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Buddhism is one of the major
religions of the world.
It originated from the Indian sub-continent and spread
to the large parts of South-east Asia.
It is world’s fourth largest religion in
- It is largely attached to life and events of Siddharta, the Buddha.
Origin of Buddhism
- Disturbed by poverty, sickness etc, Siddhartha left his home in search of enlightenment.
- Siddhartha got enlightenment under a papal tree at Bodh Gaya and became Buddha.
- He delivered his first Sermon at Sarnath (Uttar Pradesh). It is represented by Dhamchakraparbartana i.e. turning of wheel of law.
- Other names of Gautam:
- Sakya Muni
- He passed away at Kushinagara.
- Rummindevi Pillar by Asoka is built at the native place of Buddha.
Four Nobel truths
- Life is full of sorrow
- Desire is the cause of sorrow
- Sorrow can be ended by giving up desire
- The eight-fold path is recommended to end desire.
- The world is transient and constantly changing
- It is soulless (anattia) i.e. nothing is permanent.
- Sorrow (dukkha) is internal to human existence.
- It believes in the doctrine of Karma.
- Buddha rejected the concept of caste.
Teachings of Buddhism
- It talks of middle path i.e. neither extreme indulgence nor self-mortification rather way for self-restraint.
- It talks of four great truths.
- It also talks of Eight fold path
Doctrine of Karma is believed to be true in Buddhism.
- Emphasis is given on devotion, charity and prayer and not austere self- restrain.
- The first council was held at Rajgriha (Saptapani Cave) under Ajatsatru.
- It took place around 400 BCE after Mahaprinirvana.
- Its aim was to preserve the sayings of Buddha (Suttas) and the monastic description (Vianaya).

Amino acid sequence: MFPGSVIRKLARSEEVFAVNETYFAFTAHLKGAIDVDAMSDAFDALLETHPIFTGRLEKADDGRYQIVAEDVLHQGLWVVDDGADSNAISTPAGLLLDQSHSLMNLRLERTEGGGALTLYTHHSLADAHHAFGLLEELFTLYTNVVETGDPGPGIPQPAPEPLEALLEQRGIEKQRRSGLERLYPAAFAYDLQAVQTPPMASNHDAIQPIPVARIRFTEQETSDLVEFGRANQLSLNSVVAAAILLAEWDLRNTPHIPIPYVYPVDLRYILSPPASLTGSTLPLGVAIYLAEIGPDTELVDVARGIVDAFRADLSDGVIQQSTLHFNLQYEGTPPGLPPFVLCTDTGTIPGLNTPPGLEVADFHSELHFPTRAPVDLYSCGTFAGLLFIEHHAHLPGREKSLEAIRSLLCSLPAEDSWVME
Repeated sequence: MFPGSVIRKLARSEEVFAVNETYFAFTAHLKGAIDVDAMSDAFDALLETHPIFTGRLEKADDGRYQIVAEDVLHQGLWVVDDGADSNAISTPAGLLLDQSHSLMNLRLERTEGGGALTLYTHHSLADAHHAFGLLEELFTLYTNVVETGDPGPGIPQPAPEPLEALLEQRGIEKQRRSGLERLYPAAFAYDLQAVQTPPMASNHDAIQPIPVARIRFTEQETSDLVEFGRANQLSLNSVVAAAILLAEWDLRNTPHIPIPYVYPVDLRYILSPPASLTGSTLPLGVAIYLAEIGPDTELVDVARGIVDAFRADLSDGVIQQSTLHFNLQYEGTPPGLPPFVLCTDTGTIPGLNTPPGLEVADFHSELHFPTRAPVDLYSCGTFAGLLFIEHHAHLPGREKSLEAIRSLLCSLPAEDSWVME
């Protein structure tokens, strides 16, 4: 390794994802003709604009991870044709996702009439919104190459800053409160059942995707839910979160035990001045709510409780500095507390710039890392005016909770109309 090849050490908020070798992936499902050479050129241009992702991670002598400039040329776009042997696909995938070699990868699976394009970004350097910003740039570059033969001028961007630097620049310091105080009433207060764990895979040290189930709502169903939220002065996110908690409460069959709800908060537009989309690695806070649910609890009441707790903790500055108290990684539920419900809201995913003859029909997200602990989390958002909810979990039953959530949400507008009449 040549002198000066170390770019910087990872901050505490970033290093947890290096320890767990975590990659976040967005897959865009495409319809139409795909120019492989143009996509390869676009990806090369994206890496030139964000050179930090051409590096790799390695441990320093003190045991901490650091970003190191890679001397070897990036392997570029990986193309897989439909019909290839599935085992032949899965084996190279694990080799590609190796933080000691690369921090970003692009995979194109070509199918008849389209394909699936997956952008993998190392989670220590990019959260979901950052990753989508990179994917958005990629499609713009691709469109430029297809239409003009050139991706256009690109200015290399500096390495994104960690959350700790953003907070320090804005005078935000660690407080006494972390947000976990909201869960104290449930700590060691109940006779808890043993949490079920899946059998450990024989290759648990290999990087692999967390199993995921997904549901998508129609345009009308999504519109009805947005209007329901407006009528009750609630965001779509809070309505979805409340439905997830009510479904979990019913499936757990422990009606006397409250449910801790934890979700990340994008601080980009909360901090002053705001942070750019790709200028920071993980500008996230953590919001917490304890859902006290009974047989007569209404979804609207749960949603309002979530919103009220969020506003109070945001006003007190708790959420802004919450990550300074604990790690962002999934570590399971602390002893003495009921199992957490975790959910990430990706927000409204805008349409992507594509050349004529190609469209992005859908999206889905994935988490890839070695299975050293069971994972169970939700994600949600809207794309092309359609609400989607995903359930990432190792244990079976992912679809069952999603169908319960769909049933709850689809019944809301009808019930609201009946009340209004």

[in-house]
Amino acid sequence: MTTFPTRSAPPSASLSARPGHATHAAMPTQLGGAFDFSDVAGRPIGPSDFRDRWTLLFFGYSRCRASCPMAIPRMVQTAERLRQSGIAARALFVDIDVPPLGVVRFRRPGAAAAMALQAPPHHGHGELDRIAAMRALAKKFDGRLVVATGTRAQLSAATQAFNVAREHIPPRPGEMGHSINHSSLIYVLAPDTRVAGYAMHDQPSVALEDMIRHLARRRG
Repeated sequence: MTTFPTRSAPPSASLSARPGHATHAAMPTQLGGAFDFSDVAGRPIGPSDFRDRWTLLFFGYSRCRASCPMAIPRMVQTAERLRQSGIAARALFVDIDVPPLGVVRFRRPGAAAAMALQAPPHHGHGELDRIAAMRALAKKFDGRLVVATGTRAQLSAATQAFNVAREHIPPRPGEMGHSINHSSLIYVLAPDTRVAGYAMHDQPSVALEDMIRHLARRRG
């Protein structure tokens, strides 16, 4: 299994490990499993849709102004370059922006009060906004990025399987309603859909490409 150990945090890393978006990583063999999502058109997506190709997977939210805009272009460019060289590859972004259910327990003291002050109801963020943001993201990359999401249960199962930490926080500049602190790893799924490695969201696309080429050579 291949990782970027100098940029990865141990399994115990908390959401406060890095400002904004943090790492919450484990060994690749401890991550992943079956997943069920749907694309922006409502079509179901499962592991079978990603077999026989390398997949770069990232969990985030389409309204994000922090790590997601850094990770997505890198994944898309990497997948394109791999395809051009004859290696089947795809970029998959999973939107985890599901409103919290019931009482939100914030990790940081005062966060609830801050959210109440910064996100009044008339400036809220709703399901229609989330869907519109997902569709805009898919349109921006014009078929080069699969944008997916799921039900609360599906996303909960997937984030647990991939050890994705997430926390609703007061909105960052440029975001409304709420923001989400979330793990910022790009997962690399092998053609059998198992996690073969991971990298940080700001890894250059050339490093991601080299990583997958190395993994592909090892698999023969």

- Suttas were recited by Ananda, disciple of Buddha.
- Upali recited by Vinaya.
- Abhidhamma pitaka was also included.
- The second council took place at Vaishali.
- The third council took place at Patliputra, under Asoka.
- The fourth council took place under the King Kaniska. It was presided by Vasumitra.
Branches of Buddhism
Theravad: means teaching of elders.
It is a conservative and early
on self-teaching for Nirvana.
Mainly practised in Sri Lanka, Mayanmar, Indonesia.
Hinayana: It is more orthodox branch of Budhhism.
depicts Buddha and incidents associated with his life only through symbols and
prohibits Buddha in life form.
- Some of the symbols are:
- Lotus: Birth
- Horse: Renunciation
- Wheel: First Sermon
- Bodh Tree: Nirvana
- Stupa: Parinirvana
- Empty Chair: Mahaparinirvana
popularised by Kanishka.
- Buddha is depicted in human form.
- Bodhisattvayna: path of seeking complete enlightenment for benefit of all sentient beings. Bodhi means ‘Gyaan i.e. knowledge’ and sattava means ‘existence’. Thus Bodhisattava is minor God who helps others to achieve nirvana.
- Padmapani: is the most popular Bodhisattva.
- Jatakas: These are the stories of Buddha’s lives depicting the various attempts to achieve Bodhisattava.
- The unique features of Mahayana include use of Statues and pictures and belief in Bodhisattavas.
Vajrayana: It is tantric Buddhism.
It is the infusion of Tribal ideas.
New Goddess is Tara